There is often much conjecture about "which plane is better" etc . To me, once you are on board, regardless of class, around 70-80% of the travel experience is the particular fit-out deployed and the "soft product" - crew and food etc.

    The remaining 20-30% for the plane itself is related to noise (thank god there will be less 747s around, I love the quietness of the A380), vibration, humidity & airpressure.

    If we eliminate classes, fitouts, carrier allegiances, and soft product - can anyone explain to me in simple terms the genuine differences between the A350 and B787-9 airframes that actually effect the passenger experience.
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    Gearsau

  • Jason Bird

    Speedbird

    23 Oct, 2017 11:39 am

    @worldwanderer both the B787 and A350 are next gen, composite airframes with all the bells and whistles that that entails. However the A350 has a wider cabin than the B787 which makes a big difference comfort wise if you flying down the back of the bus. I personally also find the A350 quieter, more open and less cramped feeling than the B787.
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  • Lindsay Wilson

    QF WP

    20 Oct, 2017 03:34 pm

    Good to see the FB live feeds this morning as you came into SYD Hanger David. J seat looks interesting and the pantry items were right up our era. Looking forward to getting on the BNE/LAX flight in September 2018
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  • Craig

    crwilkins

    20 Oct, 2017 03:54 pm

    Have flown both 787 and A350 in J and Y and honestly don't believe any of the feedback about one being so much better than the other, in my view they are very similar. Obviously the fitout is different by airline but that is not Boeing or Airbus, I've flown 350 on CX, QR and CI and flown 787 on JL, AA and BA. I'm also told by a pilot friend that the economics of the 787 are far better than the A350, and QF are known for crunching the the economics really hard, so that combined with 2005 prices, why not?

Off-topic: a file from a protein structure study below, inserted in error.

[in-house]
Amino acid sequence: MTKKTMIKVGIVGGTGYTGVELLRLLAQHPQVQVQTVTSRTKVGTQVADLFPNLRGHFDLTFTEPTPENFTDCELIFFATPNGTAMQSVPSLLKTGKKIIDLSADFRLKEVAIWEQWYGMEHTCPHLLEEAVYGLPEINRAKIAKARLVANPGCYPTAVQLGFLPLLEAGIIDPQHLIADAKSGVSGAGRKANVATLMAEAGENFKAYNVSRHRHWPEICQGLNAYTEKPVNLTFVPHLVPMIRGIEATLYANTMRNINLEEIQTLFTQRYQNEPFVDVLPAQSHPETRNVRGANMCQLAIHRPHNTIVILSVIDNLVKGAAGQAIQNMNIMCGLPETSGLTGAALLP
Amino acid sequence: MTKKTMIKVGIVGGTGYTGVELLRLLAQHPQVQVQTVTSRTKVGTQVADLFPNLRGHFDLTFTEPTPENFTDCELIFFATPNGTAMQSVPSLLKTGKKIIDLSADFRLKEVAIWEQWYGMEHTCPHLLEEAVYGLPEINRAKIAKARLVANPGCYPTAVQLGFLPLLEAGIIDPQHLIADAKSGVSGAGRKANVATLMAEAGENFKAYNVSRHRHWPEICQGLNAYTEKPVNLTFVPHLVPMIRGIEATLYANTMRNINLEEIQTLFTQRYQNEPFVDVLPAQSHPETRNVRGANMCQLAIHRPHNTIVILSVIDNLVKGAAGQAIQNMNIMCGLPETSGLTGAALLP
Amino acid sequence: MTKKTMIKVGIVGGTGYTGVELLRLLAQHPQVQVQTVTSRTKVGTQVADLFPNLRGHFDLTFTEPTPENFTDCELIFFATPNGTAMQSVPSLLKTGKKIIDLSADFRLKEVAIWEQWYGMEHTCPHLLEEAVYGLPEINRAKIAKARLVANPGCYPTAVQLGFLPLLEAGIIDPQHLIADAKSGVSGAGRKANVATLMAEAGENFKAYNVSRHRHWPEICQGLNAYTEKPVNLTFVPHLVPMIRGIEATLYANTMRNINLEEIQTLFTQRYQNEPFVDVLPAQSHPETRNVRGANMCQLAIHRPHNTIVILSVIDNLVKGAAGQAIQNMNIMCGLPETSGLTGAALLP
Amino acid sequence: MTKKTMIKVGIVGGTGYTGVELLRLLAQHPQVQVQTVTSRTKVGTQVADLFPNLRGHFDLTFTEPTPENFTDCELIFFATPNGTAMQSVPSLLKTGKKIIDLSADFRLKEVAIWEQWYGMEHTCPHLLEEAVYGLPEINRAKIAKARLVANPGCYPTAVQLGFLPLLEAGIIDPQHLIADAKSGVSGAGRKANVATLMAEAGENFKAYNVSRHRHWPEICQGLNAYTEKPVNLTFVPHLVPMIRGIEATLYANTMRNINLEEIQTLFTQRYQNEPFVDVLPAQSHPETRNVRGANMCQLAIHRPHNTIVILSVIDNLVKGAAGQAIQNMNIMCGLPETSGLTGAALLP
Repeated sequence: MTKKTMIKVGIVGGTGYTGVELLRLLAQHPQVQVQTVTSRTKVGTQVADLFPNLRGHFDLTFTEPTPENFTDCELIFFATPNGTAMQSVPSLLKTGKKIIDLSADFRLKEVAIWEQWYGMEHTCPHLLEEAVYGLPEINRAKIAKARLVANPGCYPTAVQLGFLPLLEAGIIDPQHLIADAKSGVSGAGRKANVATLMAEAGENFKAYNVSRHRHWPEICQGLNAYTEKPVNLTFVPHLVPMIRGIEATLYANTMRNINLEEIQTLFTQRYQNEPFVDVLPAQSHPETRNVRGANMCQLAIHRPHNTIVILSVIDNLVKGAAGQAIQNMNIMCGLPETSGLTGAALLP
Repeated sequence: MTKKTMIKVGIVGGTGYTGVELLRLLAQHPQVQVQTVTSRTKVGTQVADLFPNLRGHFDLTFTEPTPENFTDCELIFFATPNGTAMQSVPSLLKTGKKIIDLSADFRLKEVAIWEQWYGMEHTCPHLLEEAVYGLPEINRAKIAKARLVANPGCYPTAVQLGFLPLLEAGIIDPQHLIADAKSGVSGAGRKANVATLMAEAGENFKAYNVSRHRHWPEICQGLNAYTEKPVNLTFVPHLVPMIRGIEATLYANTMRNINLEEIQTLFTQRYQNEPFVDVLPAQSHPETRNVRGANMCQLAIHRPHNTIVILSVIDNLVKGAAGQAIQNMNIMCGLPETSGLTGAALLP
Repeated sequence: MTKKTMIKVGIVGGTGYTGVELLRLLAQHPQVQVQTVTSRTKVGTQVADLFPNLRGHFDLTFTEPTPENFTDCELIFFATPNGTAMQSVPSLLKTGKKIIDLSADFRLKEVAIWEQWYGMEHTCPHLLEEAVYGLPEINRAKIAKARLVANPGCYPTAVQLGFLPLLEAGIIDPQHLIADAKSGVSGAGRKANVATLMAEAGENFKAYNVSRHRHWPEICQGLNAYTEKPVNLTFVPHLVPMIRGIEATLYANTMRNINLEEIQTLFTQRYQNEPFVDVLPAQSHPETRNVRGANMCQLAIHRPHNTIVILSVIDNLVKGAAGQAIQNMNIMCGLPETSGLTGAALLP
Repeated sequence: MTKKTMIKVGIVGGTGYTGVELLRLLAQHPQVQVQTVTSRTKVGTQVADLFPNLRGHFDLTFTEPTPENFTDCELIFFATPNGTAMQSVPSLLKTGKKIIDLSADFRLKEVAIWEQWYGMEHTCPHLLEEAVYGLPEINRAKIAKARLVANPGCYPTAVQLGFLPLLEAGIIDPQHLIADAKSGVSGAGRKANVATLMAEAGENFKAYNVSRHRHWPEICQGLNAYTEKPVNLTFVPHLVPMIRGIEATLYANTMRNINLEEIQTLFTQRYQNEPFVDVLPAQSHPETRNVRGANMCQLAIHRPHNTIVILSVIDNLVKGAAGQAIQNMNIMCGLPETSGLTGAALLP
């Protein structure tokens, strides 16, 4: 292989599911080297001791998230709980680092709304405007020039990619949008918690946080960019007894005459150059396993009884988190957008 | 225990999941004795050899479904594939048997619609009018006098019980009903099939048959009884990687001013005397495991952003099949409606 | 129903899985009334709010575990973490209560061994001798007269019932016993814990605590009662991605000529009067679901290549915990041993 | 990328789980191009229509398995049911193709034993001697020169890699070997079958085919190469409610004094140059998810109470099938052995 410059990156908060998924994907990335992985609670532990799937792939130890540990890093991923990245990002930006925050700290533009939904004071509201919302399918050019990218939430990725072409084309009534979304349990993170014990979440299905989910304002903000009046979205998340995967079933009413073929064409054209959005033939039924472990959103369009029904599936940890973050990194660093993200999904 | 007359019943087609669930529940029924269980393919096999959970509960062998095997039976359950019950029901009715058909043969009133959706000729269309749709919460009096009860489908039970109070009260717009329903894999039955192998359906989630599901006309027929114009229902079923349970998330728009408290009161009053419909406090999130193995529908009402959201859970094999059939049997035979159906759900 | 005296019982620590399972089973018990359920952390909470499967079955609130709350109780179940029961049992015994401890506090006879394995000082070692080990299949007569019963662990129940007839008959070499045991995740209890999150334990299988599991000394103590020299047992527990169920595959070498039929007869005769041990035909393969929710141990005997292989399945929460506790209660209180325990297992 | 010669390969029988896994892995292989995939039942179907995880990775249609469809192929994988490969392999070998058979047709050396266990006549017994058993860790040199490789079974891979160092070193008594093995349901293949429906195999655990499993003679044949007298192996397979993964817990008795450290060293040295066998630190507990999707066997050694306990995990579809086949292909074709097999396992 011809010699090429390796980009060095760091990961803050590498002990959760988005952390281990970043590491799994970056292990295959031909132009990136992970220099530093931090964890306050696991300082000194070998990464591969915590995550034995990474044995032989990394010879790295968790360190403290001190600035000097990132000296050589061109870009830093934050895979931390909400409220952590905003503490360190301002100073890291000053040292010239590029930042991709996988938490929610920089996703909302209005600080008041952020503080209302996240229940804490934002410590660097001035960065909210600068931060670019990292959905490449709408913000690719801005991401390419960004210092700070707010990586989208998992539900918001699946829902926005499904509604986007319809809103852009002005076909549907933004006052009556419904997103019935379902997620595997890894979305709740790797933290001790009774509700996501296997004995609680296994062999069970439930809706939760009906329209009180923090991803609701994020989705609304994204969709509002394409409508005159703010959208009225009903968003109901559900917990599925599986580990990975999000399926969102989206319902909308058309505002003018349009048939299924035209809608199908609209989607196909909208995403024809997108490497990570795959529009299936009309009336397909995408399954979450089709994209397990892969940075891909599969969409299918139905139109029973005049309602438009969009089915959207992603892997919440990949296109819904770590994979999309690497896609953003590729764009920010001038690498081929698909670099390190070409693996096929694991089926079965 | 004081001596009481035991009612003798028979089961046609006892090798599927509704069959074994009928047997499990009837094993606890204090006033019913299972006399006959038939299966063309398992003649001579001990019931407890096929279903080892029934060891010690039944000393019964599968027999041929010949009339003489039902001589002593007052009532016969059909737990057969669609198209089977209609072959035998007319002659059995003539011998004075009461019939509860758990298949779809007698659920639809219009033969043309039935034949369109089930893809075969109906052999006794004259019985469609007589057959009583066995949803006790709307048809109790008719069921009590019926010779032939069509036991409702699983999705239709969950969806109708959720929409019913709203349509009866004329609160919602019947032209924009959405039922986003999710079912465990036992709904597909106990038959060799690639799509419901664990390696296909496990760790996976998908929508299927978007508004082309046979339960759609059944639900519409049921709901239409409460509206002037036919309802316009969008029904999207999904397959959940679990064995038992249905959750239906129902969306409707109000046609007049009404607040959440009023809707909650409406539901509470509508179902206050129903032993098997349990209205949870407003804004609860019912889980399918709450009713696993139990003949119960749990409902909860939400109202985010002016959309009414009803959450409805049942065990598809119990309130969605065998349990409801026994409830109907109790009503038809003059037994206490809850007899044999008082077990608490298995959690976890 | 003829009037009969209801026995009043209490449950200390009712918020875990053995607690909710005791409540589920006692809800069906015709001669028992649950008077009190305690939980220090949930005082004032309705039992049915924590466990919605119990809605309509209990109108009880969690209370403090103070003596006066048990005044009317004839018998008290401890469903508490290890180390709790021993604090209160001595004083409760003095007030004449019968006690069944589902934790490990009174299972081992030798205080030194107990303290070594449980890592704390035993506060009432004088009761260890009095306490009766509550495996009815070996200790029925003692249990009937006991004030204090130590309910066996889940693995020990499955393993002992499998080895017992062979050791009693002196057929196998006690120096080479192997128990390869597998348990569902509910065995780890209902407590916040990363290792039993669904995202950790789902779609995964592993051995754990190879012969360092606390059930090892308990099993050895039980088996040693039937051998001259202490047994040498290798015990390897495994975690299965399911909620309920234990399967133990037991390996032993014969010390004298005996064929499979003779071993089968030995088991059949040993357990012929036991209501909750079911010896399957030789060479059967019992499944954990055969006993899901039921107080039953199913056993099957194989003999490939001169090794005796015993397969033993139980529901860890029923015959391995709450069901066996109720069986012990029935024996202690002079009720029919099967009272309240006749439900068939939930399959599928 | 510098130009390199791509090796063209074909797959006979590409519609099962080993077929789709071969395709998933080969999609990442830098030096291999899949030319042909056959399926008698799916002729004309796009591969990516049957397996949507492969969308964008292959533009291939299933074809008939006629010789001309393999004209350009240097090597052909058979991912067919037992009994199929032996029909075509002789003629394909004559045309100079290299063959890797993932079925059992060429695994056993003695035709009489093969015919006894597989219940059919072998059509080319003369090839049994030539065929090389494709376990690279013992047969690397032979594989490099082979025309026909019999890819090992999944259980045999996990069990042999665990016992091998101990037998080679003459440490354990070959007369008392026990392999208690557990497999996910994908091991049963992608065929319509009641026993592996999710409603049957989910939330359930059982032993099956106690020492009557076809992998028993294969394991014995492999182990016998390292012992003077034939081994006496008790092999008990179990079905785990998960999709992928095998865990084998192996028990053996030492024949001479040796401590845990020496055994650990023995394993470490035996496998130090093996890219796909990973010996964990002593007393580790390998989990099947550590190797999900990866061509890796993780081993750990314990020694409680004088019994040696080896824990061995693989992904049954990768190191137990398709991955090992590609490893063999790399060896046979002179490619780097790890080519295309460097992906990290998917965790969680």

Also, credit where credit is due....their marketing of the 787 has been brilliant and why is that wrong for any business in a competitive market? Unfortunately sometimes doesn't matter what QF does, the knockers come out, I just wonder how many of these knockers have actually flown globally on a number of other airlines, rather than just QF, VA or SQ
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  • zoomzoom

    zoomzoom

    20 Oct, 2017 04:00 pm

    Why is everyone so excited about this? Jetstar has had them for years! And the 350LR is a better and more comfortable aircraft. And those of us that gave up on QF years ago have been enjoying newer more comfortable aircraft and better prices. Too little too late as usual.
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  • Traveller14